SHINZO Abe has been re-elected as head of Japan’s ruling Liberal Democratic Party in a landslide result, paving the way for up to three more years as the nation’s leader and a push toward a constitutional revision.

Abe defeated his sole challenger, Shigeru Ishiba, a former defence minister with 553, or about 70%, of 807 votes.

The decisive victory may embolden Abe to pursue his long-sought amendment to Japan’s 1947 US-drafted pacifist constitution, although the hurdles remain high and doing so would carry political risks.

If a revision is rejected in a national referendum, Abe would likely have to step down.

“It’s time to tackle a constitutional revision,” Abe said in yesterday’s victory speech. “Let’s work together to make a new Japan.”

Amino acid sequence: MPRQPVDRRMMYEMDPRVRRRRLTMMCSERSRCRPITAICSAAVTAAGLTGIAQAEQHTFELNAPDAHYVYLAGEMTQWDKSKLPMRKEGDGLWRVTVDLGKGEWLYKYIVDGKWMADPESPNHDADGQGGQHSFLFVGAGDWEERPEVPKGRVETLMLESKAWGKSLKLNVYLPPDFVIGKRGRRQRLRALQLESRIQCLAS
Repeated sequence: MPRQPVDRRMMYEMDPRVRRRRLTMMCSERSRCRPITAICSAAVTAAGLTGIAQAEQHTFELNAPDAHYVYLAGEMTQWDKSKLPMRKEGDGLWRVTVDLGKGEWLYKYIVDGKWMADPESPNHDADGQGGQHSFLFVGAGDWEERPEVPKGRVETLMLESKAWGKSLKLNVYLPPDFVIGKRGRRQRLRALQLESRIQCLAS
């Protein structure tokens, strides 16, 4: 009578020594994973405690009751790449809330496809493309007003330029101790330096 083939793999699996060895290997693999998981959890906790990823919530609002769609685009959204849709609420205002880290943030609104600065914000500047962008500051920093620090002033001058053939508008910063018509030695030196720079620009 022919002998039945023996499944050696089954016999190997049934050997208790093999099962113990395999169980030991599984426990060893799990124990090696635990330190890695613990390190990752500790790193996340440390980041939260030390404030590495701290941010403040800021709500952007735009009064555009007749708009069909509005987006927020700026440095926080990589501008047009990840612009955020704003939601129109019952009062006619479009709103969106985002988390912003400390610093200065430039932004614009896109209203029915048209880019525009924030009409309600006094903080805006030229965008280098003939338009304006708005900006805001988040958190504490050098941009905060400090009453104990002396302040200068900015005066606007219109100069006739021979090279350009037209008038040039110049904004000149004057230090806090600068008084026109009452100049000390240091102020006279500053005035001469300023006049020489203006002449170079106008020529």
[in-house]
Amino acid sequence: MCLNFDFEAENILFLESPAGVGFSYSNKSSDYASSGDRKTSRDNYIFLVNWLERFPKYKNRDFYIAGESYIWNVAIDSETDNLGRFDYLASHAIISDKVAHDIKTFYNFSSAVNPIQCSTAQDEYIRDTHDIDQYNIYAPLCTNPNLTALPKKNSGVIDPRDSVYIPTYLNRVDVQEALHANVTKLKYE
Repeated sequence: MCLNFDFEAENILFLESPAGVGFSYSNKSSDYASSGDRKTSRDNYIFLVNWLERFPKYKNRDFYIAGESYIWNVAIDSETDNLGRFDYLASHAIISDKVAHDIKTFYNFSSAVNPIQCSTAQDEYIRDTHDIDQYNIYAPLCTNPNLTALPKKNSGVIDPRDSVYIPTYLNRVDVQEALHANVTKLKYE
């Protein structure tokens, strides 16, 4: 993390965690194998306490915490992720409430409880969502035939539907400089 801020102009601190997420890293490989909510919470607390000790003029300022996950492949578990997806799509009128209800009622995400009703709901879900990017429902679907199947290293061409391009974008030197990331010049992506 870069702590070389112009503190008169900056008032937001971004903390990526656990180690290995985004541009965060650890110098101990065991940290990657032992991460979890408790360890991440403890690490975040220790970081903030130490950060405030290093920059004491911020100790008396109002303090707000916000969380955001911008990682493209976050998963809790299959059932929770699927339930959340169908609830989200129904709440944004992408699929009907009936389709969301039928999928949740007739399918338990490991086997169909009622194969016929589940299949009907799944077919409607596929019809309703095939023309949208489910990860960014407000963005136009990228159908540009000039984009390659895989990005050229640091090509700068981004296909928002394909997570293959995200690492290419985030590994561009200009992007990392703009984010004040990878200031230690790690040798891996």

Abe, who has been prime minister since 2012, is poised to become Japan’s longest-serving leader in August 2021.

He has several challenges ahead, including dealing with an ageing population, a tax hike to 10% which he has delayed twice and China’s assertive action in the region.

Abe seeks to meet with North Korean leader Kim Jong Un to resolve their disputes, including the decades-old problem of Japanese citizens abducted to the North.

Abe will meet with President Donald Trump next week in New York to discuss “the roles Japan and America should play in establishing global trade rules”.